If you happened to catch the new Adam Sandler film “Hustle” on Netflix over the weekend — as many did, judging by the fact it immediately shot to #1 on the streamer — you might have been intrigued by the actor starring opposite the comedy legend. Sandler plays a Philadelphia 76ers scout named Stanley Sugarman who believes he’s found the next NBA star in Bo Cruz, a temperamental Spanish player who is more than a little rough around the edges. For the role of Cruz, director Jeremiah Zagar needed to find a great actor who could also play basketball. As it turned out, he found Juancho Hernangómez, an NBA player for the Utah Jazz who, in his acting debut, turns out to be a major onscreen presence.
The 26-year-old Hernangómez is in good company — the film features numerous cameos and performances from other players including Anthony Edwards, Dirk Nowitzki and Boben Marjanović, and counts LeBron James as a producer. But the newcomer more than holds his own against the excellent Sandler, portraying his character’s struggles and secrets with both depth and charisma.
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Hernangómez was born into basketball: Both his parents were players, his brother Willy plays for the New Orleans Pelicans and his sister plays for Estudiantes youth team in Spain. And while basketball will always be his first love, Hernangómez is also enjoying the rave reviews for his side gig as an actor.
You’ve never acted before – is it something you’ve thought about? How did this part come to you?
It’s funny. I never wanted to act, it wasn’t my dream. It’s still not my dream. My agent called me before COVID trying to get me to do an audition for the movie but I was focused on basketball at the time. I told him no for like five months. But then COVID hits, basketball stops and I have nothing else to do. I was in quarantine at my brother’s place and so bored. It was my sister who pushed me to do the audition.
So in a way we have COVID to thank for your acting career?
I guess. That’s the only good thing COVID brought.
Would you consider yourself an Adam Sandler fan before this?
I definitely watched all his movies and thought he was funny. But again, I wasn’t thinking too much about actors and movies, it’s always been about basketball for me.
What was the audition process like?
I think there were two or three audition calls over Zoom. Adam was there from the start, he was watching all the calls and the very last one was with him. Then they told me I had to come to Philly in the summertime and they put me in touch with an acting coach. Her name is Noëlle Gentile and as soon as I met her, she was one of the best people I ever met. She worked so much with me, all summer we were doing three or four zoom calls a week. Everything I did right was because of her. She gave me homework, we played games, she had my write letters to my father and my daughter in character.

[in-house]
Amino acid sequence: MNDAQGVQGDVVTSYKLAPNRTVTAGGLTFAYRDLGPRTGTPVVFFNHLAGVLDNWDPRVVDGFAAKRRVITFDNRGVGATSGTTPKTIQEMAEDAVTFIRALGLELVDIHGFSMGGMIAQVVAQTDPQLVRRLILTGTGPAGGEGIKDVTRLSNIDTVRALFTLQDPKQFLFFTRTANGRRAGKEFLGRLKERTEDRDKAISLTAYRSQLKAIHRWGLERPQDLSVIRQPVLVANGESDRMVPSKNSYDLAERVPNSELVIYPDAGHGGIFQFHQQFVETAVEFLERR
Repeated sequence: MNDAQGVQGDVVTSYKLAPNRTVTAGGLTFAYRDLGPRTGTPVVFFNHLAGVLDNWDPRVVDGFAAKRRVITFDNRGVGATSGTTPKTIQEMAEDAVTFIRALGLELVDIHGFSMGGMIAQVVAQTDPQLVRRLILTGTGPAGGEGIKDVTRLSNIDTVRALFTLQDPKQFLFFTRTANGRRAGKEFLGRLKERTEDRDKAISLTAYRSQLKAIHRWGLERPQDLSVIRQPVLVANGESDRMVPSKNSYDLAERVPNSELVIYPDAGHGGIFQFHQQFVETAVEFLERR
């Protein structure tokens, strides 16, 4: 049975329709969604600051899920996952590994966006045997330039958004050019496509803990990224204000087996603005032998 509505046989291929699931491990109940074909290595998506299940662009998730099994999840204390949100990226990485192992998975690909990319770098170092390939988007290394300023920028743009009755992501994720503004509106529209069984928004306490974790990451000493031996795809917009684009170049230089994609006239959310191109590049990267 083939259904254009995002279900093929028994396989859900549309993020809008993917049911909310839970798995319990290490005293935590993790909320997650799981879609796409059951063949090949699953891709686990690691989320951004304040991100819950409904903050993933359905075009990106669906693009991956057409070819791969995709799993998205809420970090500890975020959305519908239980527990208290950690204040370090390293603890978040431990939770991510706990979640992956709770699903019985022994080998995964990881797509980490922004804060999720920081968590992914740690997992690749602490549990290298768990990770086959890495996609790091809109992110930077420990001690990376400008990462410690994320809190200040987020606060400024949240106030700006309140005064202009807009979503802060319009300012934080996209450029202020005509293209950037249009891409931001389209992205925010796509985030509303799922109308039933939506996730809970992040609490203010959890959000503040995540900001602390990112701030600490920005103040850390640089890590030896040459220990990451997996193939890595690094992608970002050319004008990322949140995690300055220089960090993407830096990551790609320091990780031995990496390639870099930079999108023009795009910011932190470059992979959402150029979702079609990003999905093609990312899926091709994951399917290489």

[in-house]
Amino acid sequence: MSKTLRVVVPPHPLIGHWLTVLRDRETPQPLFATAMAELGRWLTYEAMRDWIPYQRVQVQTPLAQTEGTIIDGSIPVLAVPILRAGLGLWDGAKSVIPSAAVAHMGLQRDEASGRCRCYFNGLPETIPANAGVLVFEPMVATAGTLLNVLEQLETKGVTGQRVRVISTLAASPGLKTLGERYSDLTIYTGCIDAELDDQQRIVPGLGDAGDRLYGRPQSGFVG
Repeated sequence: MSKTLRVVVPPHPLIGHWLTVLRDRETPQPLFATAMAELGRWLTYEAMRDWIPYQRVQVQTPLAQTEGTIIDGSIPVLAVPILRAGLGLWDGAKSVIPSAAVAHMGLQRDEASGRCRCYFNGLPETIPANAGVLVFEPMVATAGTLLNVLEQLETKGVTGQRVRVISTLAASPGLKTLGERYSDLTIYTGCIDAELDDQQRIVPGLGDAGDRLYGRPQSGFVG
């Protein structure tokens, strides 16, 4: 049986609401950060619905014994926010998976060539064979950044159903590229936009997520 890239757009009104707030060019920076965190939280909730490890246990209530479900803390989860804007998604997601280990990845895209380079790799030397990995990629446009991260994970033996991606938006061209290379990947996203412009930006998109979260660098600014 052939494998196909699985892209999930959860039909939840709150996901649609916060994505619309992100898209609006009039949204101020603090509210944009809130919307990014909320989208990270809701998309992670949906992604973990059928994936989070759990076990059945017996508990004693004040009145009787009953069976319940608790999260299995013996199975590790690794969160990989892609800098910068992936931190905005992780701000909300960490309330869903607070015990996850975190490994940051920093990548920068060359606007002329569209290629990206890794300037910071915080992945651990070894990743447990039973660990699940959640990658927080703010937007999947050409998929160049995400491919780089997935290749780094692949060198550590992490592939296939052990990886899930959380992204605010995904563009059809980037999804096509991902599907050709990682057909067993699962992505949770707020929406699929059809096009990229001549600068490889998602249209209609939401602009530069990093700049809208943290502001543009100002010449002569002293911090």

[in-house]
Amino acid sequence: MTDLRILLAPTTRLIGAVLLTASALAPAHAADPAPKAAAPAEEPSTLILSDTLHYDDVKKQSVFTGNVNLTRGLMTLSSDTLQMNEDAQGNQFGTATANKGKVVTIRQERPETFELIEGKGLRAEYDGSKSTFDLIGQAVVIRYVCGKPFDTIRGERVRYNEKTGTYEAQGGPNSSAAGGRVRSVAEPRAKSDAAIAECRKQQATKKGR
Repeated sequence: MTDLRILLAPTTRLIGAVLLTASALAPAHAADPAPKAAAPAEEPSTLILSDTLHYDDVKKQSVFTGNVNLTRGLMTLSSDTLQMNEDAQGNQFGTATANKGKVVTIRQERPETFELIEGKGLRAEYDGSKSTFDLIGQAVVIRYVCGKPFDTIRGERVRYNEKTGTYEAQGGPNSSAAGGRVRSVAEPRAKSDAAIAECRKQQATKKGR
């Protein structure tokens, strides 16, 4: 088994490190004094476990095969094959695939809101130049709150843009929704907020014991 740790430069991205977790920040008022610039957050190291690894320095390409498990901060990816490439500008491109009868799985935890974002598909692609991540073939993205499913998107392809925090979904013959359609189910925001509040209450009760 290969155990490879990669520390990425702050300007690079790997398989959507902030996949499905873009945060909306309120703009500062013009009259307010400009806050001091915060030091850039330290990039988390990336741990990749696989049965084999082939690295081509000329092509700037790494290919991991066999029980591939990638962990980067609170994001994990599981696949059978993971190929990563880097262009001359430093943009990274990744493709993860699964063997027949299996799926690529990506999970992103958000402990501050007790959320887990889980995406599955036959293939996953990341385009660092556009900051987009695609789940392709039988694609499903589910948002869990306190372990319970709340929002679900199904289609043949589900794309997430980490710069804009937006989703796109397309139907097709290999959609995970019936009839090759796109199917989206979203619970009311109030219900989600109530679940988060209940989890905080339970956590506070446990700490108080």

She helped me not just through acting, but through life. She taught me to love and give my best to the people around me. She was always so positive and she would push me to keep going. She really got me to open my heart and love and trust her. She’s one person who’s going to be in my life forever. Whatever she needs, I’m going to be there.
Once you booked the part, did they change the script at all to reflect your story?
No, the script was already there. But we are a lot alike. I’ve been through a lot, I know how hard it is to get from Europe to the States to fight for your dream. I know how hard it is when they tell you no and you feel you’ve failed in life.
What were the hardest scenes for you to shoot?
Actually, the basketball scenes! I mean, I’m used to playing basketball but it was hard doing it over and over again and then waiting 30 minutes to change cameras. I’d sit down and have to warm up all over again. The stopping and starting was strange.
So the emotional scenes or ones where you’re fighting with Adam came easier to you?
Yeah, I liked those ones! The one where we’re fighting and I grab his shirt was fun. It’s really easy when you know somebody as good as we know each other and you have a trust, you can do whatever you want. When they said cut we just laugh and hug and know how much we love each other.
I know Adam loves to improvise – were you up for improvising in the film?
I love to improvise! Jeremiah gave us so much freedom to do whatever we want, whatever we feel. I think that’s one of the keys to the movie, was that freedom.
Which is harder: playing professional basketball or acting?
I guess the big difference is acting is something new every day. So one day, you’ve got to cry. Another day, you have to try and kill Adam. In basketball, it’s about routine.
I know basketball is your first love, but are you open to doing more acting?
I don’t know. For now, I’m focused on basketball, but you never know. I’m never going to say I wouldn’t do something. I never expected two years ago to be talking about being in a movie. If Adam and Jeremiah call me, I would do it for sure.
What do you love about basketball?
It’s just in my blood. It’s given me so much and I owe it so much. I feel like basketball brings people together. I can go to any country — Africa, Spain, United States — and you’ll find people playing the same sport. And they become a friend. I love the game.
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